It took more than 20 years and 36 Space Shuttle launches to assemble the International Space Station in its current form, but added together, all of the modules only have a mass of around 400,000 kg. If we only had to deal with total mass, that is if it was somehow possible to liquify a space station and cart it to orbit in a more dense form, commercial rockets like the Falcon Heavy or Blue Origin’s New Glenn could do the job in a handful of flights.
Obviously, there’s no technology that would allow us to reconstitute a functioning space station or Mars transfer vehicle from a payload fairing full of goo. But even with current fused deposition modeling (FDM) 3D printing technology, researchers believe we should be able to create large orbital structures. Imagine launching a rocket filled to payload capacity with a store of feedstock and a robotic printer that can extrude and assemble structural members from it.
With such an arrangement, a single heavy-lift rocket could potentially hold enough raw material to print a truss structure far larger than anything humanity has ever put into space. Once the printed frame was completed, subsequent launches could deliver and install equipment such as solar arrays and living modules for the crew. While the design would still require substantial assembly on Earth, being able to autonomously construct the spacecraft’s “skeleton” in orbit would offer immense time and cost reductions.
It might sound like science-fiction, but that’s precisely the capability that Made In Space of Mountain View, California was recently awarded a nearly $74 million contract from NASA to demonstrate. The company plans to launch a satellite, named Archinaut One, within the next few years that builds on the 3D printing techniques they pioneered aboard the International Space Station in 2014. Once in orbit, it will construct two beams that extend 10 meters (32 feet) out from both sides of the craft. If successful, Archinaut One would have a “wingspan” to rival that of the Space Shuttle; despite riding into space inside the diminutive 1.2 meter fairing of a Rocket Lab Electron.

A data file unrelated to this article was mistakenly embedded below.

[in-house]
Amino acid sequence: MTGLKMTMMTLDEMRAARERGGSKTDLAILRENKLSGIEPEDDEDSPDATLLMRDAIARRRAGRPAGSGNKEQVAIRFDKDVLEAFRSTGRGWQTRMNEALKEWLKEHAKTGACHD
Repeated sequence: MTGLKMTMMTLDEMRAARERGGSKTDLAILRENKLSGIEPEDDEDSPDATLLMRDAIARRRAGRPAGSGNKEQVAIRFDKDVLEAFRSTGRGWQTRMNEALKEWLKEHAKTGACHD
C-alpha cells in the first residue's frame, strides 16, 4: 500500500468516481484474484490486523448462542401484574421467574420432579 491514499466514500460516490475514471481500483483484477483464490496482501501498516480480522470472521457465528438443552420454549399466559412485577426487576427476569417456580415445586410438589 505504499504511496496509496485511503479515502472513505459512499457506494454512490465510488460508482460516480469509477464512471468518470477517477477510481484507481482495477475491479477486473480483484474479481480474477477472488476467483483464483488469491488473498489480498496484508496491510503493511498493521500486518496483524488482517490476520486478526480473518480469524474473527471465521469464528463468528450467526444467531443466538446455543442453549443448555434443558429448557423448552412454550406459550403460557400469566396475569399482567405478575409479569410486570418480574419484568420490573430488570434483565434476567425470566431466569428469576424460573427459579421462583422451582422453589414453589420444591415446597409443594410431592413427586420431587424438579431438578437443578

Printing a Wet Workshop
During the development of the Apollo program’s massive Saturn V rocket, Wernher von Braun had a remarkable idea. Rather than discarding the second stage of the rocket once its propellants had been expended, what if it could be used as a stand-alone space station?
He reasoned that its cavernous liquid hydrogen tank would offer the astronauts more than enough room to live and work in, all they needed to do was vent the remaining gas into space. A crew launched on a second rocket would then open a hatch in the top of the tank and insert a large “equipment module” that had fixtures, equipment, and a docking port.